Memorandum by the Secretary of State
The Minister of Haiti called and stated that some of the officials in his country had represented that I had told the Haitian Delegation in Montevideo that just as soon as I returned to Washington I would take up and remove the conditions which entangled the United States Government with the Haitian Government financially and otherwise. I told the Minister that in the first place I had suggested and urged upon the Haitian Delegation that if their government would be disposed to do some new financing, so as to take up the present outstanding securities against Haiti, I and other United States officials would lend all moral support to this new financing just so we did not involve ourselves or our government. I stated that this would settle the matter and enable the United States Government to withdraw entirely from Haiti. I added that the Haitian Government now only had an external debt of 11 million dollars, while it had annual receipts of 6½ million dollars, and, therefore, that it should be able to do this financing which would solve this entire entanglement matter which I deplored as much as anybody and from which my government was extremely anxious to release itself.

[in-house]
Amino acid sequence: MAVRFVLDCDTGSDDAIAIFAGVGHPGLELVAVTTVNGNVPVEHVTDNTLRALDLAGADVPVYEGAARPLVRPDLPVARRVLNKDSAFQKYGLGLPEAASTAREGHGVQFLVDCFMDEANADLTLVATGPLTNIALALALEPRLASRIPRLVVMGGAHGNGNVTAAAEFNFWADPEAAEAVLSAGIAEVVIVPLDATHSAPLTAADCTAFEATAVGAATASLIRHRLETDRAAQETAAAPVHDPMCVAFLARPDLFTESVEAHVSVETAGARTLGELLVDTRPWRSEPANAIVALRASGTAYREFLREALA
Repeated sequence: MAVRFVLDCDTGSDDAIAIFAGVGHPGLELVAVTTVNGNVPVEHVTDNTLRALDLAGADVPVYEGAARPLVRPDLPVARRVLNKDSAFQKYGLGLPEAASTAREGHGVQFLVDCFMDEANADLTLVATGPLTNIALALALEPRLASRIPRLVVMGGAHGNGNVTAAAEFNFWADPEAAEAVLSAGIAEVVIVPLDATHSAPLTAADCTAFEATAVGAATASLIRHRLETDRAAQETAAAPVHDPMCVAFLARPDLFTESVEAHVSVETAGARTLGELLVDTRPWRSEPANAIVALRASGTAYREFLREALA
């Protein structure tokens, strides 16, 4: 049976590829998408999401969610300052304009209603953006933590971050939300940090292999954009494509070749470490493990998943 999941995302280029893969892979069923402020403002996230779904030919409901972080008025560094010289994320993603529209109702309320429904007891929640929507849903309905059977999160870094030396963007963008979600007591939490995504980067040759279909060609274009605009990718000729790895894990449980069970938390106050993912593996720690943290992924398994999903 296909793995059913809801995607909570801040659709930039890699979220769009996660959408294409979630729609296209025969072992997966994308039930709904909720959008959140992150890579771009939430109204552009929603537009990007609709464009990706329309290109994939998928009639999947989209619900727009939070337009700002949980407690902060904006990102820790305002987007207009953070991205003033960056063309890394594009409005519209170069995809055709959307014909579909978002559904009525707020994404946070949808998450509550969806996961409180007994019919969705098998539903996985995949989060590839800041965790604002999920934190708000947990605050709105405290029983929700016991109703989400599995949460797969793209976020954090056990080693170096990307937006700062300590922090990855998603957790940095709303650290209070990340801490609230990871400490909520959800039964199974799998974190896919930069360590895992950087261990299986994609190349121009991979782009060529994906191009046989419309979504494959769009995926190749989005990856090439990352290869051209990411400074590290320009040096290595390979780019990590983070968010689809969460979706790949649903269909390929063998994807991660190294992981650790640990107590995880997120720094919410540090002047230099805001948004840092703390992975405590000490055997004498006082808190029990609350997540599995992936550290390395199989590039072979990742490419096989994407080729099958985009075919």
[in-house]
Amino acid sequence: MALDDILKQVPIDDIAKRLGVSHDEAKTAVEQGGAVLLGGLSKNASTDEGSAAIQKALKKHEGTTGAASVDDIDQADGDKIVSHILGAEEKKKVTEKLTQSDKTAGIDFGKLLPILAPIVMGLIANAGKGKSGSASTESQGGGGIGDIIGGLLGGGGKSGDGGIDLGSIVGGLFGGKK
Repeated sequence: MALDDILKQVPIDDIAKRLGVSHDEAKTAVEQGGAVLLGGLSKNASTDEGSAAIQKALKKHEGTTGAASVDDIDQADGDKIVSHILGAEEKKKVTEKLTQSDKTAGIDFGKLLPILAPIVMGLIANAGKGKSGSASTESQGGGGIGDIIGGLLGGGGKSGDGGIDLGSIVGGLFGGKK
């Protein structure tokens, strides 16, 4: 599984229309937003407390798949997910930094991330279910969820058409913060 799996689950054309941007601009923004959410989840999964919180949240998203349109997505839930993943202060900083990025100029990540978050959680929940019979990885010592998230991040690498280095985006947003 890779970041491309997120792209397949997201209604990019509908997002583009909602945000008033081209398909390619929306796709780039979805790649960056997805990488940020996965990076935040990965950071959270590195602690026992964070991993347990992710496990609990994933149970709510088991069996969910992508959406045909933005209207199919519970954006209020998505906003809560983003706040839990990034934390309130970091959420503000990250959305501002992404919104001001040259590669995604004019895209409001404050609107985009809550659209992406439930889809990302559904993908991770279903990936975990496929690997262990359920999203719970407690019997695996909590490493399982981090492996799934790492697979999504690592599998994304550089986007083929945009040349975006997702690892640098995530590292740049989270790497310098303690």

The Haitian Delegation at Montevideo went away apparently pleased with this suggestion, but a few days later they returned and wanted to know if some other method of disentanglement could not be arrived at. I again repeated the anxious desire of my government to get released from this special relationship with Haiti which arose many years ago, and that in every possible way at the earliest possible date the United States Government would take steps to disentangle itself. I then added that, of course, at that time being many thousand miles away from the records in the matter, I could not possibly know what contractual obligations had been entered into by the United States Government and Haiti which might hinder and delay the removal of these involvements by any other method than that of new financing, but that as soon as I returned to Washington I would undertake to go over the entire records and see what the contractual obligations were and in any event would work out and develop every possible step that could now be taken without violating our solemn contractual obligations, and that we were as anxious as they to take such steps.